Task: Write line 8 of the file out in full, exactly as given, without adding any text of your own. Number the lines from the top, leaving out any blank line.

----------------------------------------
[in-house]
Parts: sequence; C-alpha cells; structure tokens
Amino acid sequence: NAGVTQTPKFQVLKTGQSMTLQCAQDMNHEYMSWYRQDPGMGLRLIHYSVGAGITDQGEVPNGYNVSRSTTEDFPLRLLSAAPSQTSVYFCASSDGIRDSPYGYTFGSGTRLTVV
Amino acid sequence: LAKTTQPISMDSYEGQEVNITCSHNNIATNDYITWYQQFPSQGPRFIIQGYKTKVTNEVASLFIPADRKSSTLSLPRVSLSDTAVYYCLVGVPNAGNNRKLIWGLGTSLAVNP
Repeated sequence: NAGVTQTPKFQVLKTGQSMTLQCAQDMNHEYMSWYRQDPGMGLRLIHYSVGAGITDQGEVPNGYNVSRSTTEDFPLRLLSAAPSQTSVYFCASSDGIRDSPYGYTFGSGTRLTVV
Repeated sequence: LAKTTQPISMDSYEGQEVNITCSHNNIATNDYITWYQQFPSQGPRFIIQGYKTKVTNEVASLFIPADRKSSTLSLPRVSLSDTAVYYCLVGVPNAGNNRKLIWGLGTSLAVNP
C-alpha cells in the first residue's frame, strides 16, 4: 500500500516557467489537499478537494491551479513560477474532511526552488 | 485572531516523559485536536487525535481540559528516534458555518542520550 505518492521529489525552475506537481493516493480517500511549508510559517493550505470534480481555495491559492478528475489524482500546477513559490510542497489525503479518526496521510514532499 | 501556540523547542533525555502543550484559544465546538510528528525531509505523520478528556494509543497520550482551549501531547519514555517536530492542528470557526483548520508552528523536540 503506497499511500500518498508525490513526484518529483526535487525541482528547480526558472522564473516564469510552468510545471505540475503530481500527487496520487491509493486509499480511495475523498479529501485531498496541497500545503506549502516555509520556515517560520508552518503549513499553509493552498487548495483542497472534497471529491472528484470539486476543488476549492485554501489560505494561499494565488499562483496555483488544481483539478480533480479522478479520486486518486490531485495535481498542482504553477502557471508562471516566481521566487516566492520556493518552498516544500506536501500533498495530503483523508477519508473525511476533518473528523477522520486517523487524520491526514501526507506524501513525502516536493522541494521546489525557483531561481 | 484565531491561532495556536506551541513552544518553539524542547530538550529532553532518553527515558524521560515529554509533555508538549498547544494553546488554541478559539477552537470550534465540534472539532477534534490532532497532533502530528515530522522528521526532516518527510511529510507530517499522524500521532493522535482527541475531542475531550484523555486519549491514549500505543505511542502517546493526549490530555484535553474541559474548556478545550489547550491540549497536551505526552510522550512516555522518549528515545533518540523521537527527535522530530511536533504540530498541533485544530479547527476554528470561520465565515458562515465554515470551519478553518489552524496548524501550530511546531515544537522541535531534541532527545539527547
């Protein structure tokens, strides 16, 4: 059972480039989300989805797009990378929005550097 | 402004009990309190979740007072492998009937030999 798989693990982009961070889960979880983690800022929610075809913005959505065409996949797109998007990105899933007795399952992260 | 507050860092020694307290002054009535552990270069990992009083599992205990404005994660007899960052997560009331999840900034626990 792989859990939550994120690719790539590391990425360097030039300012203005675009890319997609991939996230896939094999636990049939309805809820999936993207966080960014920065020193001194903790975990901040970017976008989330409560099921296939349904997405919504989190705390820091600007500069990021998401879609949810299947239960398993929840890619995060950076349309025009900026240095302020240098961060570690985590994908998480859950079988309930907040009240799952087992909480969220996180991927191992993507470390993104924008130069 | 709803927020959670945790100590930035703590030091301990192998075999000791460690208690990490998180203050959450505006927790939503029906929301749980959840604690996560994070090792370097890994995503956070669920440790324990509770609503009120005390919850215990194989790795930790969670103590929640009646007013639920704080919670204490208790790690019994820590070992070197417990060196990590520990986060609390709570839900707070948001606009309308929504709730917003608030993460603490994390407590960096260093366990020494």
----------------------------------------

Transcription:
């Protein structure tokens, strides 16, 4: 059972480039989300989805797009990378929005550097 | 402004009990309190979740007072492998009937030999 798989693990982009961070889960979880983690800022929610075809913005959505065409996949797109998007990105899933007795399952992260 | 507050860092020694307290002054009535552990270069990992009083599992205990404005994660007899960052997560009331999840900034626990 792989859990939550994120690719790539590391990425360097030039300012203005675009890319997609991939996230896939094999636990049939309805809820999936993207966080960014920065020193001194903790975990901040970017976008989330409560099921296939349904997405919504989190705390820091600007500069990021998401879609949810299947239960398993929840890619995060950076349309025009900026240095302020240098961060570690985590994908998480859950079988309930907040009240799952087992909480969220996180991927191992993507470390993104924008130069 | 709803927020959670945790100590930035703590030091301990192998075999000791460690208690990490998180203050959450505006927790939503029906929301749980959840604690996560994070090792370097890994995503956070669920440790324990509770609503009120005390919850215990194989790795930790969670103590929640009646007013639920704080919670204490208790790690019994820590070992070197417990060196990590520990986060609390709570839900707070948001606009309308929504709730917003608030993460603490994390407590960096260093366990020494």